The recent ruling on the ACA by the Supreme Court has certainly caused quite the stir. Comment boards, Facebook statuses, and dinner-table discussions around the country have revolved around this ruling, for better and for worse. Will the SCOTUS decision affect mHealth? According to David Lee Scher, MD, it will. In his recent article at mhimss.com, with the millions of people affected by it, mHealth may be able to help those who may benefit the most. He discussed five ways SCOTUS is going to affect mHealth, which are:
- The healthcare infrastructure will benefit from digital and mobile health technologies: Because resources will be stretched thin as millions of uninsured Americans scramble for insurance, Scher believes that Medicaid providers will likely find the easiest way to communicate with new enrollees will be by enrolling them in mobile programs. He said that “it would be much easier to provide public service announcements that include how to donwload an app to enroll or obtain information on benefits than hire thousands of customer service representatives creating countless hours of telephone waiting time and the purchase of streamed music for the wait.”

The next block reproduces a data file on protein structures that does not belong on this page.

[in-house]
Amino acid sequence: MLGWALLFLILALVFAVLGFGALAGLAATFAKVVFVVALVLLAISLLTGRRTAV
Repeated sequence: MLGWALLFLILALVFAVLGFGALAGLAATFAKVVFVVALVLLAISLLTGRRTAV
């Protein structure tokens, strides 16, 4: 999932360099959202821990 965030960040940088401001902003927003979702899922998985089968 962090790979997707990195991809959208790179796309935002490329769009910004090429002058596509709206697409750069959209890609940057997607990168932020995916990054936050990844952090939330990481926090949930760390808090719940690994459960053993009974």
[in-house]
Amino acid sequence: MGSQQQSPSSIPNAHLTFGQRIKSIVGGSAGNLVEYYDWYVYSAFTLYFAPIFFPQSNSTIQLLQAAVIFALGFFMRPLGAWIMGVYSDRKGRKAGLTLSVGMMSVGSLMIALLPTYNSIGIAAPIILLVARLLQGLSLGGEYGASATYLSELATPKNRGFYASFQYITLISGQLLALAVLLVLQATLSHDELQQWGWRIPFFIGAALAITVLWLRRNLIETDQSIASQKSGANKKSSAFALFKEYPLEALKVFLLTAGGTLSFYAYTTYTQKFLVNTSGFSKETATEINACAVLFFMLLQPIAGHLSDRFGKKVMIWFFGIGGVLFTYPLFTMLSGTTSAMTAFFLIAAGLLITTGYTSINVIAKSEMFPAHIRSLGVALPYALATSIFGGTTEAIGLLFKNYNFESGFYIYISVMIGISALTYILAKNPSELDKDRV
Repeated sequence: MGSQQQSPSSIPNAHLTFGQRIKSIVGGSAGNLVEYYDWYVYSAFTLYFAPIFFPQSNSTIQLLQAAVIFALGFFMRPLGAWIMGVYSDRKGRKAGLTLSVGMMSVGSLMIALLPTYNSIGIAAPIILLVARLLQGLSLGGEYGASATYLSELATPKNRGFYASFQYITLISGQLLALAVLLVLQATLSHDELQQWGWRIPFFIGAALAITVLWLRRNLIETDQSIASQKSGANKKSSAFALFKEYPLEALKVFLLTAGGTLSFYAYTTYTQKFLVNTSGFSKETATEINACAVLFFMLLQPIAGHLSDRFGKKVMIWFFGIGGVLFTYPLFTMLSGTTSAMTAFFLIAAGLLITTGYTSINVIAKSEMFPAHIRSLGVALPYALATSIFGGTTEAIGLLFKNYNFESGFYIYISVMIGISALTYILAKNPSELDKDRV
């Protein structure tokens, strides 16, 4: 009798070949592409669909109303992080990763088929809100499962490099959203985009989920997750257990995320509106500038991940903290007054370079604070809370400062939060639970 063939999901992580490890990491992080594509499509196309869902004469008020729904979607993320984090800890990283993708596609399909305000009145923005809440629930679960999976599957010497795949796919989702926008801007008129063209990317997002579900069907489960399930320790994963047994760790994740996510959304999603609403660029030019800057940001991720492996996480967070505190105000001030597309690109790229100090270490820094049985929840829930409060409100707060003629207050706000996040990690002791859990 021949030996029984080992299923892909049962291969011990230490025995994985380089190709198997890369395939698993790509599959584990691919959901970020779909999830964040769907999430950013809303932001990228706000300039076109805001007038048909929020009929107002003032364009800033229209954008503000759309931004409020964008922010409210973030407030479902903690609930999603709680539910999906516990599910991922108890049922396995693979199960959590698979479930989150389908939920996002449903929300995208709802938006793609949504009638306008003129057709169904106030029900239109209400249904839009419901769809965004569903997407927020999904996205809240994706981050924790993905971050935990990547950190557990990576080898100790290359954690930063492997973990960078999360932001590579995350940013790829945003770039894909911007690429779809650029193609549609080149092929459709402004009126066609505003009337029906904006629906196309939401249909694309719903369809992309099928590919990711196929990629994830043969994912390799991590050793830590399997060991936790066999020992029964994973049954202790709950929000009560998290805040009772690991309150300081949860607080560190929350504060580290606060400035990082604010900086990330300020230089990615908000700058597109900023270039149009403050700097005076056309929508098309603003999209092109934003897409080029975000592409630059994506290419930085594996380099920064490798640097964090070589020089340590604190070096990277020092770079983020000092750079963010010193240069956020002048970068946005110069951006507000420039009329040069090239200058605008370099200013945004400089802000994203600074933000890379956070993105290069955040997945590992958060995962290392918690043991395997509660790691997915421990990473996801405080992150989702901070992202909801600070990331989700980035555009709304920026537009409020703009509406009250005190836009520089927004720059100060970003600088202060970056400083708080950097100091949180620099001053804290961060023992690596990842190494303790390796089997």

- The increased demand for mHealth will necessitate a more industry-friendly regulatory process: Recent talk of the FDA regulating mobile health apps has made app makers everywhere a bit antsy. However, the SCOTUS decision may cause the mHealth to be in more demand than ever. This will hopefully create a better regulation process, that is unique to mHealth, and “not adaptation of the same processes with retrofitting of definitions and reviews.”
- Health information exchanges will be critical for Medicaid success: With the expected growth of Medicaid, the states that are behind in health care IT for Medicaid will likely be forced to get more up to date.
- Patient engagement will become a necessity: People are going to have to become more involved with their health care. mHealth technology will help with self-management, from diagnosing symptoms, making appointments, and finding providers through the use of mobile apps. Hospitals and physicians will also benefit by being able to transmit public service announcements.
- It will expedite transition from fee-for-service to bundled and outcomes-based reimbursement, facilitating mHealth adoption: The bundled and outcomes-based reimbursement model is far more economical and efficient than fee-for-service. Because mHealth has those same qualities, it will likely be used in the outcomes-based reimbursement.
I think Scher has made some good points and that mHealth will most definitely be affected by the SCOTUS decision. He summed up his article very well, in my opinion, with this:
So while the SCOTUS decision will not directly affect mHealth, its ramifications will, in my opinion, not only facilitate by create the absolute need for proliferation and adoption of the technologies. It will also foster a participatory medicine mentality by necessity, and mHealth will be there when it happens.